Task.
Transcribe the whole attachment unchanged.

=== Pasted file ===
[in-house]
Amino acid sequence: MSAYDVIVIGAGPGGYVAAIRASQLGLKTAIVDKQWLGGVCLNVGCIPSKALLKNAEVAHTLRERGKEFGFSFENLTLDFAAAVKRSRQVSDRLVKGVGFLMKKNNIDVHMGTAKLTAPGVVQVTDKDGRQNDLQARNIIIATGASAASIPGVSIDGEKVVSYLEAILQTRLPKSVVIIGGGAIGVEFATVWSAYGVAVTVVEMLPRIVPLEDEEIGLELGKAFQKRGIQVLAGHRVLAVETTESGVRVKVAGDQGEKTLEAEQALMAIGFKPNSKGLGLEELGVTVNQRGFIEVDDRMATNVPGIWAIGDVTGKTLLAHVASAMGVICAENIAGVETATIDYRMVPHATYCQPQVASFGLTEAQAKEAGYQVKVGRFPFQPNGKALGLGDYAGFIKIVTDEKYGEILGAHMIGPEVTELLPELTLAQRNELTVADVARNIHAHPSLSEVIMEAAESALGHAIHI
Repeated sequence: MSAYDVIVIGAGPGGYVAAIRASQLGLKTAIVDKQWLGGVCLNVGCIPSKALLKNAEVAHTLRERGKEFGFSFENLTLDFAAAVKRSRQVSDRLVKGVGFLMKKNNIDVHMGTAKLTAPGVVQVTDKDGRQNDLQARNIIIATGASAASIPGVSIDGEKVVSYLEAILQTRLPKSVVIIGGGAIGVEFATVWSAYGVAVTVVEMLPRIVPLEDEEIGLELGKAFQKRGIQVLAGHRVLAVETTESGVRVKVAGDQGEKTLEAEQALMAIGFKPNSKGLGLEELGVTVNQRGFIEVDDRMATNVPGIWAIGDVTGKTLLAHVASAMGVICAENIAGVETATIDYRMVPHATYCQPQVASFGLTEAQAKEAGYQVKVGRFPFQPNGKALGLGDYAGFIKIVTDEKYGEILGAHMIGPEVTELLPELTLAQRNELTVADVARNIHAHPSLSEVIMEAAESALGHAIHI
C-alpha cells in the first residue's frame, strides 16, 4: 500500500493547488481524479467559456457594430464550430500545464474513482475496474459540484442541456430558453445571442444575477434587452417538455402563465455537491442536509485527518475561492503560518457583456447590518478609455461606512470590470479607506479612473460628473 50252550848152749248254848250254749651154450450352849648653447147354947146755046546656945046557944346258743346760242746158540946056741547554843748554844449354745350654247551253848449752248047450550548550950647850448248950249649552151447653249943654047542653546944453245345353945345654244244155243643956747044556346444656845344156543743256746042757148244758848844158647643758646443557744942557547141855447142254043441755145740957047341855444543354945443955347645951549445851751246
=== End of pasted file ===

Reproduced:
[in-house]
Amino acid sequence: MSAYDVIVIGAGPGGYVAAIRASQLGLKTAIVDKQWLGGVCLNVGCIPSKALLKNAEVAHTLRERGKEFGFSFENLTLDFAAAVKRSRQVSDRLVKGVGFLMKKNNIDVHMGTAKLTAPGVVQVTDKDGRQNDLQARNIIIATGASAASIPGVSIDGEKVVSYLEAILQTRLPKSVVIIGGGAIGVEFATVWSAYGVAVTVVEMLPRIVPLEDEEIGLELGKAFQKRGIQVLAGHRVLAVETTESGVRVKVAGDQGEKTLEAEQALMAIGFKPNSKGLGLEELGVTVNQRGFIEVDDRMATNVPGIWAIGDVTGKTLLAHVASAMGVICAENIAGVETATIDYRMVPHATYCQPQVASFGLTEAQAKEAGYQVKVGRFPFQPNGKALGLGDYAGFIKIVTDEKYGEILGAHMIGPEVTELLPELTLAQRNELTVADVARNIHAHPSLSEVIMEAAESALGHAIHI
Repeated sequence: MSAYDVIVIGAGPGGYVAAIRASQLGLKTAIVDKQWLGGVCLNVGCIPSKALLKNAEVAHTLRERGKEFGFSFENLTLDFAAAVKRSRQVSDRLVKGVGFLMKKNNIDVHMGTAKLTAPGVVQVTDKDGRQNDLQARNIIIATGASAASIPGVSIDGEKVVSYLEAILQTRLPKSVVIIGGGAIGVEFATVWSAYGVAVTVVEMLPRIVPLEDEEIGLELGKAFQKRGIQVLAGHRVLAVETTESGVRVKVAGDQGEKTLEAEQALMAIGFKPNSKGLGLEELGVTVNQRGFIEVDDRMATNVPGIWAIGDVTGKTLLAHVASAMGVICAENIAGVETATIDYRMVPHATYCQPQVASFGLTEAQAKEAGYQVKVGRFPFQPNGKALGLGDYAGFIKIVTDEKYGEILGAHMIGPEVTELLPELTLAQRNELTVADVARNIHAHPSLSEVIMEAAESALGHAIHI
C-alpha cells in the first residue's frame, strides 16, 4: 500500500493547488481524479467559456457594430464550430500545464474513482475496474459540484442541456430558453445571442444575477434587452417538455402563465455537491442536509485527518475561492503560518457583456447590518478609455461606512470590470479607506479612473460628473 50252550848152749248254848250254749651154450450352849648653447147354947146755046546656945046557944346258743346760242746158540946056741547554843748554844449354745350654247551253848449752248047450550548550950647850448248950249649552151447653249943654047542653546944453245345353945345654244244155243643956747044556346444656845344156543743256746042757148244758848844158647643758646443557744942557547141855447142254043441755145740957047341855444543354945443955347645951549445851751246